Story 2014-05-07 3K3 How materialism makes us sad

How materialism makes us sad

in books on (#3K3)
story imageThe Guardian has an interesting review about materialism and happiness in relation to the book by Graham Music entitled: The Good Life: Wellbeing and the New Science of Altruism, Selfishness and Immorality . The thesis of the book appears to be that materialism and consumerism create unhappiness that can be exploited to perpetuate the cycle of getting ever more things. And, that this relationship may explain why inequalities get exacerbated by the wealthy with power.

Two quotes of note from the article and its sources:
  1. A study at Berkeley University, quoted by Music ... "The higher up the social-class ranking people are, the less pro-social, charitable and empathetically they behaved … consistently those who were less rich showed more empathy and more of a wish to help others.", and
  2. "Those with more materialistic values consistently have worse relationships, with more conflict," Music writes. "This is significant if the perceived shift towards more materialistic values in the west is accurate."
Reply 10 comments

Sounds about right (Score: 3, Interesting)

by on 2014-05-07 15:43 (#1F2)

I'm inclined to agree. I move frequently, even after marriage and kids, so every 2-3 year we are forced to do a sweep of our possessions, since we can't bring it all with us. Out with the old toys, clothes, gadgets, junk. No pack rats here - when you are forced to pay by the kilo to move things, you start drawing a much tighter distinction between 'need' and 'no need.' I see my folks in their house, stuffed with junk, and managing, organizing, rotating, and maintaining all that crapola becomes a job in itself. I'm happy to have a much simpler lifestyle, and as reward we are mostly free to go where we want to. If a great job came up on the other side of the world, it would be a no-brainer to accept it, because uprooting and moving there wouldn't be a big deal at all. 'Course, going digital has a lot to do with the simplified lifestyle: fewer physical possessions to haul around.

Ah, the 'less rich' (Score: 1)

by on 2014-05-07 15:44 (#1F3)

I personally prefer the less-colloquial term "the poor," or at the very least "those people." I also prefer them to remain altruistically and emphatically oriented, it makes them more sheep like and exploitable. When you don't care about being run over (gently of course, they need to get run over again next week) it's just making it easy for us rich to get richer.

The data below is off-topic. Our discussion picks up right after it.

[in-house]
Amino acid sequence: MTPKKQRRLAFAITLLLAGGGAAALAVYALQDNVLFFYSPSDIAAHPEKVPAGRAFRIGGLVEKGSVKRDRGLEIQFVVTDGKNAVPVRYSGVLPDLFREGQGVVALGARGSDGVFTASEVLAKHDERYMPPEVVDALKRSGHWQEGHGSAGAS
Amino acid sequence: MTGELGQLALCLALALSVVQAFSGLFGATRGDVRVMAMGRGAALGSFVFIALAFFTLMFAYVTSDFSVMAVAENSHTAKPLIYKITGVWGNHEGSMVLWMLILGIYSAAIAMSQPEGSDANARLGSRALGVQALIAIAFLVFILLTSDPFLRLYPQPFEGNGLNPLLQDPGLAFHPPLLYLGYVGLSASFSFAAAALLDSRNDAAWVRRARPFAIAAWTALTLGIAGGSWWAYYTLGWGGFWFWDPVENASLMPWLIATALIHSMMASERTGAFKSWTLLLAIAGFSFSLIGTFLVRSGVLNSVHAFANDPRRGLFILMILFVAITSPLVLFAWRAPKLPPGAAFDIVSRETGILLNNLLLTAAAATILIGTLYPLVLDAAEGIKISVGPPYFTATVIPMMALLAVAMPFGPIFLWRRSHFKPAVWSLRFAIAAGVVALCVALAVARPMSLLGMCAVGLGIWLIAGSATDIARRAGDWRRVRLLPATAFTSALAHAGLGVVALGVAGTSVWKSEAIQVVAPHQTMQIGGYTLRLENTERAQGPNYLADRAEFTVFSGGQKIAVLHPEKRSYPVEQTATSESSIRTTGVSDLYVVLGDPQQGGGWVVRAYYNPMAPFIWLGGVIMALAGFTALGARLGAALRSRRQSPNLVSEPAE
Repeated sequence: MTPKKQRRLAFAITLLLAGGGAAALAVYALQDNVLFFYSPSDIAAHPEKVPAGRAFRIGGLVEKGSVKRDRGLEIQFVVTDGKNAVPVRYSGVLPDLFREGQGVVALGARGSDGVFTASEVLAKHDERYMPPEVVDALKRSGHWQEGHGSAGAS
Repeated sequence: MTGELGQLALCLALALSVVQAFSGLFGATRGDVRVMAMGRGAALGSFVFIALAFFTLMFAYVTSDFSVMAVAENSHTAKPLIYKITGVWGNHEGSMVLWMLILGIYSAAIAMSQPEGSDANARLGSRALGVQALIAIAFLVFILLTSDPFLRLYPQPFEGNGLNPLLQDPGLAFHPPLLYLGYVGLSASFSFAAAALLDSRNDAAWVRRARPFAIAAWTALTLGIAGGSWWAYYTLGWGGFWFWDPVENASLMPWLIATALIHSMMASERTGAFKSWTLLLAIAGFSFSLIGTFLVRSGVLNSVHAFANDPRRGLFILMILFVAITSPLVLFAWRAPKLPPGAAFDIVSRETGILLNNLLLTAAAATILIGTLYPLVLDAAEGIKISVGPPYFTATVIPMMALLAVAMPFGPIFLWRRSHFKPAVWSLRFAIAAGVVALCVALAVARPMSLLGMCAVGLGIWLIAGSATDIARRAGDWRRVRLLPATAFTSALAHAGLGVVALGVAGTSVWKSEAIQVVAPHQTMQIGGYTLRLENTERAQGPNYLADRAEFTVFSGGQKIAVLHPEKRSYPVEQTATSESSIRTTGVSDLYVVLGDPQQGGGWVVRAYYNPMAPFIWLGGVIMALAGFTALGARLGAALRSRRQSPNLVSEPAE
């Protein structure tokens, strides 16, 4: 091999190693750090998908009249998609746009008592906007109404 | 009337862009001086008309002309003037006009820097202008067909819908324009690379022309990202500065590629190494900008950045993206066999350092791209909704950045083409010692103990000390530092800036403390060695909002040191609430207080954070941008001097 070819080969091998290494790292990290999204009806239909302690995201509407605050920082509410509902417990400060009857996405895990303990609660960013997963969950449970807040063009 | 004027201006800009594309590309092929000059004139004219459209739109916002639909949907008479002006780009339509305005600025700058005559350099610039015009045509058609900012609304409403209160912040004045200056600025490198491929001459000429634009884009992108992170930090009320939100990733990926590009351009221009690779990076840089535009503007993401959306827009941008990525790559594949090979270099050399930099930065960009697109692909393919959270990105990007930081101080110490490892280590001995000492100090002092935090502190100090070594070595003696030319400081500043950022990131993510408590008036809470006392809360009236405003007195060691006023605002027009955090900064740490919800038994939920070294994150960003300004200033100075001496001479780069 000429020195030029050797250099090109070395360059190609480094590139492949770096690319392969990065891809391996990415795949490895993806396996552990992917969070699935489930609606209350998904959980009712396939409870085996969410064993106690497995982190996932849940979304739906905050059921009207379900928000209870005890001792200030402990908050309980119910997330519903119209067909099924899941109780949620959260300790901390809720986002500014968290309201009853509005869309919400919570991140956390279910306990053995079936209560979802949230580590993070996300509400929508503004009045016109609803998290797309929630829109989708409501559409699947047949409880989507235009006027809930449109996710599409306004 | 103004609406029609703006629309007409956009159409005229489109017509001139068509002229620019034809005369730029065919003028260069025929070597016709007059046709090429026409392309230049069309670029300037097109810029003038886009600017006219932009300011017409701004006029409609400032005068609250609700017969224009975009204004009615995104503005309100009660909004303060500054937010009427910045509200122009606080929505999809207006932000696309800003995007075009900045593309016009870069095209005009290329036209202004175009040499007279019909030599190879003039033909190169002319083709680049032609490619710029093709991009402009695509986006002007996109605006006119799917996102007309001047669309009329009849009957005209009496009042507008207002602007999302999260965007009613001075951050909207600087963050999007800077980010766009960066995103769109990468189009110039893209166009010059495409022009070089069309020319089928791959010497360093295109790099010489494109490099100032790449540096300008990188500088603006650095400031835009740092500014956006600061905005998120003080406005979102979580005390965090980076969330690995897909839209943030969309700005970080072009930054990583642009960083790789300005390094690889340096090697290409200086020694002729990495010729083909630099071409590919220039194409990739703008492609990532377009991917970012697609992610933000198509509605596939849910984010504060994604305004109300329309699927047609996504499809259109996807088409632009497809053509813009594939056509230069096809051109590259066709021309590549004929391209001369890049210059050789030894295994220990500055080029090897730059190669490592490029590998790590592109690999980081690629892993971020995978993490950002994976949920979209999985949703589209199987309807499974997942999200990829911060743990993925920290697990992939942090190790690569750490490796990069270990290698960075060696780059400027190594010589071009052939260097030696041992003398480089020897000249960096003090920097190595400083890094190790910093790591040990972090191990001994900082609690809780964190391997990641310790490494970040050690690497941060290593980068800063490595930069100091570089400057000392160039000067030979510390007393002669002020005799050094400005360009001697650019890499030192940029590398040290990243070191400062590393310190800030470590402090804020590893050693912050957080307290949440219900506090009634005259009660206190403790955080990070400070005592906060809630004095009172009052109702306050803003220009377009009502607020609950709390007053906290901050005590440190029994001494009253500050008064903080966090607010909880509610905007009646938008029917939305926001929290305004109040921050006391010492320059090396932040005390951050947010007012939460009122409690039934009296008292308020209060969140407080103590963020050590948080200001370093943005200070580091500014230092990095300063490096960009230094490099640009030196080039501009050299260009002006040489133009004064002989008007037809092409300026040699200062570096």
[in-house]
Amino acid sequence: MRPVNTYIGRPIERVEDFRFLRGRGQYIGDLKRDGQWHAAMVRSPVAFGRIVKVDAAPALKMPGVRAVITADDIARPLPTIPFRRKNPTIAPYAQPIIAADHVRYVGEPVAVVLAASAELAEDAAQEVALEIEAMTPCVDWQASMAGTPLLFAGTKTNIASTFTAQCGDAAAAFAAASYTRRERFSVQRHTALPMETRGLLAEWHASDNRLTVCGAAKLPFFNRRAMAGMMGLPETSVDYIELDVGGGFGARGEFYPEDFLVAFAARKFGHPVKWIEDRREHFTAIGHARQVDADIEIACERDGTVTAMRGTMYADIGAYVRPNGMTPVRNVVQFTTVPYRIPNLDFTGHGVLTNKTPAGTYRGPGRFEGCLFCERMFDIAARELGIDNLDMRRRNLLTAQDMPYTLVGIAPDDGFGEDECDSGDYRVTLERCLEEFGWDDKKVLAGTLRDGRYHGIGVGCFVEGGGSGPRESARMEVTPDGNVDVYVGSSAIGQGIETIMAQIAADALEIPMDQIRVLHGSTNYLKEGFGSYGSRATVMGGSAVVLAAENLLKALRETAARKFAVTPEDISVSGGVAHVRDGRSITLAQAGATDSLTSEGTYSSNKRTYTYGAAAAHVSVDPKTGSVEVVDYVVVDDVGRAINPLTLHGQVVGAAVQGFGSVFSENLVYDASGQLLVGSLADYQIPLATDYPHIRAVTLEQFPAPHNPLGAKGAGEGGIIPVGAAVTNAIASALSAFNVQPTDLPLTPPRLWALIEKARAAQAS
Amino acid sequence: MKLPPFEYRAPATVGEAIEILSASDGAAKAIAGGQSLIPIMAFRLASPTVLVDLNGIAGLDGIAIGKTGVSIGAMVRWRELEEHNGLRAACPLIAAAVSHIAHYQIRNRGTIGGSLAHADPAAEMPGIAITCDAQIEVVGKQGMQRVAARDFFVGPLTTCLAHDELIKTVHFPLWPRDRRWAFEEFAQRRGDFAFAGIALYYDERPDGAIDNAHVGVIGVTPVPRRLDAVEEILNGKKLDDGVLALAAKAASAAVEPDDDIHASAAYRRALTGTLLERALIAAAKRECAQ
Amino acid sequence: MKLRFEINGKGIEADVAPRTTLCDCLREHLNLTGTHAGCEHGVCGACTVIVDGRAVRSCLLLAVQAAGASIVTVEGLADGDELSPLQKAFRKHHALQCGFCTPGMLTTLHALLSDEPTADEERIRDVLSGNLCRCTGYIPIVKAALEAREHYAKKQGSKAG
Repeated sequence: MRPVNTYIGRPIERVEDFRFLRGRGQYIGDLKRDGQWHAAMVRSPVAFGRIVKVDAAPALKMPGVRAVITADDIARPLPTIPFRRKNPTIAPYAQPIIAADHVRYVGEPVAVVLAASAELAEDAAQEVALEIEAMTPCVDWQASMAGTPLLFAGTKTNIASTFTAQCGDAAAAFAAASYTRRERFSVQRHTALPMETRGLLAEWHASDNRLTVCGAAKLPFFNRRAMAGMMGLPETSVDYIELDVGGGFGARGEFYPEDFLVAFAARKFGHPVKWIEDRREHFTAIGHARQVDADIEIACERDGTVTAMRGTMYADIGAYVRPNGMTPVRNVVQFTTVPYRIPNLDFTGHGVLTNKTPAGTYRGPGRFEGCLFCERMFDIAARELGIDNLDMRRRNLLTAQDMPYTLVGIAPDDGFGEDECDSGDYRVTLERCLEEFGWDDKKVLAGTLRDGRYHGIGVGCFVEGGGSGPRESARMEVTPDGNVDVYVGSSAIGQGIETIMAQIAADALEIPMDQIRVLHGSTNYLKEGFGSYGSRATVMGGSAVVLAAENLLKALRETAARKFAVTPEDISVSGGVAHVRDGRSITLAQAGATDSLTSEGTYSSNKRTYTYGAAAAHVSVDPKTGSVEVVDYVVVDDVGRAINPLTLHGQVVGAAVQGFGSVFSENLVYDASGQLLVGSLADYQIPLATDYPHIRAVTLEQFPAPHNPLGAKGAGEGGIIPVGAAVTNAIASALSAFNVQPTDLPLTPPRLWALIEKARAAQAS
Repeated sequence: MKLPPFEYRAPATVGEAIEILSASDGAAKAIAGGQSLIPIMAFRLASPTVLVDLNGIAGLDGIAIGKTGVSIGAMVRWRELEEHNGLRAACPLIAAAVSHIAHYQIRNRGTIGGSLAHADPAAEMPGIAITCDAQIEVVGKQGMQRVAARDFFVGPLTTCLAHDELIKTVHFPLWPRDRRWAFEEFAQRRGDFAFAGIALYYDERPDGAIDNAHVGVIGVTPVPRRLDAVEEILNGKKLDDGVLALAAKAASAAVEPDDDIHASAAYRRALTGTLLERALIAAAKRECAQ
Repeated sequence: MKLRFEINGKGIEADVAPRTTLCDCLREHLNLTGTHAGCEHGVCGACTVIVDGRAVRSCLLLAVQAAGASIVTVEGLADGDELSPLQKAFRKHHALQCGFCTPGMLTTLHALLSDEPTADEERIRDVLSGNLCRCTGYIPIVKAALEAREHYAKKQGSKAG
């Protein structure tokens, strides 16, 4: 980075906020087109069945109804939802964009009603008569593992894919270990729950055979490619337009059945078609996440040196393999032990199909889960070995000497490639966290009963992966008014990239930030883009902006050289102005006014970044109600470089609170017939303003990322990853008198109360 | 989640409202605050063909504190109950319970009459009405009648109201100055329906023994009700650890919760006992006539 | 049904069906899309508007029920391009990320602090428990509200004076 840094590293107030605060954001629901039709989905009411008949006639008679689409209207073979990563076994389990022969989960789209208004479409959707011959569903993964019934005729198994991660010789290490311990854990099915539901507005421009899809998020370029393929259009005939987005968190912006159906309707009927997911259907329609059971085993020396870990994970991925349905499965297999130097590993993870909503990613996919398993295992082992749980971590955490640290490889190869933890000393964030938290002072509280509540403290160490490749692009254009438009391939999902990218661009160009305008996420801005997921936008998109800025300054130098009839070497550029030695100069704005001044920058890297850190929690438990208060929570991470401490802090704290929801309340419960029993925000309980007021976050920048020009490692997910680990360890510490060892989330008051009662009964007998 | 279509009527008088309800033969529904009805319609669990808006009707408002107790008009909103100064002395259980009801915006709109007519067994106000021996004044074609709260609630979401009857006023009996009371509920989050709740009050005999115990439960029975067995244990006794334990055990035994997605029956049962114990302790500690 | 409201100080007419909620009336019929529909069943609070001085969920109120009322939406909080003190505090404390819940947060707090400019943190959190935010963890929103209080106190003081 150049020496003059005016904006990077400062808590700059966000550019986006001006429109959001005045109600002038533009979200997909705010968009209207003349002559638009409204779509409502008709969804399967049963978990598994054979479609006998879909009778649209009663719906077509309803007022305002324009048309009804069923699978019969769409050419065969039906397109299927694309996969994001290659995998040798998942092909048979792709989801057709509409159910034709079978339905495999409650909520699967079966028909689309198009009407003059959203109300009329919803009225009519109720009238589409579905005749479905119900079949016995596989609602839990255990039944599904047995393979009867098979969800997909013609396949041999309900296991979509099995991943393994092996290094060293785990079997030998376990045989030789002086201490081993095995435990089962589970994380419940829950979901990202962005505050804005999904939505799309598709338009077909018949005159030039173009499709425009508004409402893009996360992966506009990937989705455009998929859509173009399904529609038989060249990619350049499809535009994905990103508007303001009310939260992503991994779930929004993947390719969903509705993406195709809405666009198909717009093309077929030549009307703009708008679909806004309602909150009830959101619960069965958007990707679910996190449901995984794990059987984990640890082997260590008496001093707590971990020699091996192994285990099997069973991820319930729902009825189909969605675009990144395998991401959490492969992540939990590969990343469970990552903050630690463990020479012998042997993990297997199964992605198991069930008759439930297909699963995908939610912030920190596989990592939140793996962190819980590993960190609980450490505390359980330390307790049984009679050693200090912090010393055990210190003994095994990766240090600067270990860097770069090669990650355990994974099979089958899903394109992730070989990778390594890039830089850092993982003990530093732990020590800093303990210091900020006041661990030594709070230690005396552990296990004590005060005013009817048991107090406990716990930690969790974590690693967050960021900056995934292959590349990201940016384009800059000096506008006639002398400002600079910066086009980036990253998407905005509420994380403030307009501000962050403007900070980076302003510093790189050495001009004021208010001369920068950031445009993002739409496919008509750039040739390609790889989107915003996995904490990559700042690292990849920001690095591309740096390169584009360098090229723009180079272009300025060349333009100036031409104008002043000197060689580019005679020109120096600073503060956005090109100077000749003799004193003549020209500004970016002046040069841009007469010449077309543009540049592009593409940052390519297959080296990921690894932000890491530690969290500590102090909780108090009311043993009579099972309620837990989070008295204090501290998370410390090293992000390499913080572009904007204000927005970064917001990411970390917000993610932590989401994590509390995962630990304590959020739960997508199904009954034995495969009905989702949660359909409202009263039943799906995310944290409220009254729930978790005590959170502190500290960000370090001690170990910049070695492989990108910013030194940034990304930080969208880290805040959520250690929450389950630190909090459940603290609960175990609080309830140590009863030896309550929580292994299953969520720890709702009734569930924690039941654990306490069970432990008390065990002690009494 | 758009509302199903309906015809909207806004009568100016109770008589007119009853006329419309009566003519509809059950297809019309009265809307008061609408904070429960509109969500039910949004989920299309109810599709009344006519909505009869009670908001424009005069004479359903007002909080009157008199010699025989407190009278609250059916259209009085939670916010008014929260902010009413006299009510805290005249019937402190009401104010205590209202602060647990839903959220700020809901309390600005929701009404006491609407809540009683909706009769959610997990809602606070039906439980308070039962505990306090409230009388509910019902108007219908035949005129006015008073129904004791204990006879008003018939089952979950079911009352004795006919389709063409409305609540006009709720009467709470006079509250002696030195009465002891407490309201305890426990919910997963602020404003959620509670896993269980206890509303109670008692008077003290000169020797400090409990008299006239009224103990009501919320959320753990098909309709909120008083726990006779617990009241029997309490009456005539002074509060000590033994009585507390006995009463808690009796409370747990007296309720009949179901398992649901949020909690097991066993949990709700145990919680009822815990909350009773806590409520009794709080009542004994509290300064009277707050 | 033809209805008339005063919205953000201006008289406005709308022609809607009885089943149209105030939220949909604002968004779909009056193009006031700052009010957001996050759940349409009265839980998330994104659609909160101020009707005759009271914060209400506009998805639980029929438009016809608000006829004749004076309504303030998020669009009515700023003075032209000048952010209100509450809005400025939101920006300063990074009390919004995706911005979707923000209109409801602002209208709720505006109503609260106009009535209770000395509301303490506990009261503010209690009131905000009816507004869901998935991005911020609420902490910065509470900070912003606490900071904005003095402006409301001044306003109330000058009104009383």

Of course, as far as I can tell, this isn't actually saying the poor are either of these things, but rather those who are rich, but not super-rich, are.

Re: Ah, the 'less rich' (bug report) (Score: 1)

by on 2014-05-07 15:48 (#1F4)

Grr...the preview removed my </snark> tag from the end of the first paragraph. It was totally there before when I clicked preview, but the &lt; and &gt; tags got turned into < and > in the comment block. Also, double-quoting "the rich" in the subject also got removed, but I noticed and fixed that one using single quotes.

Re: Ah, the 'less rich' (bug report) (Score: 3, Funny)

by on 2014-05-07 17:03 (#1F6)

Wow, man - Pipecode comes with a built-in snark filter ;) That's some impressive programming! Take that, lameness filter - we've got you beat!

Materialism? (Score: 1)

by on 2014-05-07 19:41 (#1FC)

What exactly is "materialism"?
- philosophical: everything is made of matter (and energy, by E=mc²) - in other words: there is no such thing as a soul.
- common: a tendency to collect property/money.

It seems they confuse both meanings, especially in a sentence like "the perceived shift towards more materialistic values in the west".

Both meanings are unrelated. I am a materialist in the first sense (for the moment, that is until there is scientific proof of the existence of something else - which would surprise me even if the possibility is not zero), but not in the second. I also know enough religious (so not materialist in the first meaning) people who are materialists in the second meaning.

In that case: (Score: 2, Funny)

by on 2014-05-08 02:03 (#1FH)

As a comedic preacher once said: "Money is sin! So sin all your money to me!"

So, to save you all, I'll make the great sacrifice of taking all the (nontax) burden of your material goods.

It's the good life (Score: 1)

by on 2014-05-08 02:45 (#1FM)

Full of fun, Seems to be, The ideal

(vaguely disconcerting piano run filling the gap before the singer's next line)

Rules of Acquisition (Score: 2, Funny)

by on 2014-05-08 17:12 (#1G6)

A man is only worth the sum of his possessions

Materialism vs. Wealth (Score: 2, Informative)

by on 2014-05-08 17:39 (#1G7)

Interesting that the title does not suggest that the rich are sad, but rather that the materialistic (selfish?) are sad. The book review spends a lot of time trying to equate the two, but without reading the book itself I'm not sure how "materialistic" was defined and whether the book makes the same conflation. While it's tempting so think the rich are unhappy, it seems it's not actually true: richer countries are happier, and richer people within each country are happier.

(Whether this reflects causation or not is left as an exercise for the reader.)

Re: Materialism vs. Wealth (Score: 2, Interesting)

by on 2014-05-12 15:18 (#1HA)

Logically, wealth is an expression of your current belongings. Materialism is a philosophy or at least an approach, and it's based on wanting more things. By wanting you are implicitly starting from a point of dissatisfaction, and if that's how you spend every day, you are living a dissatisfied life.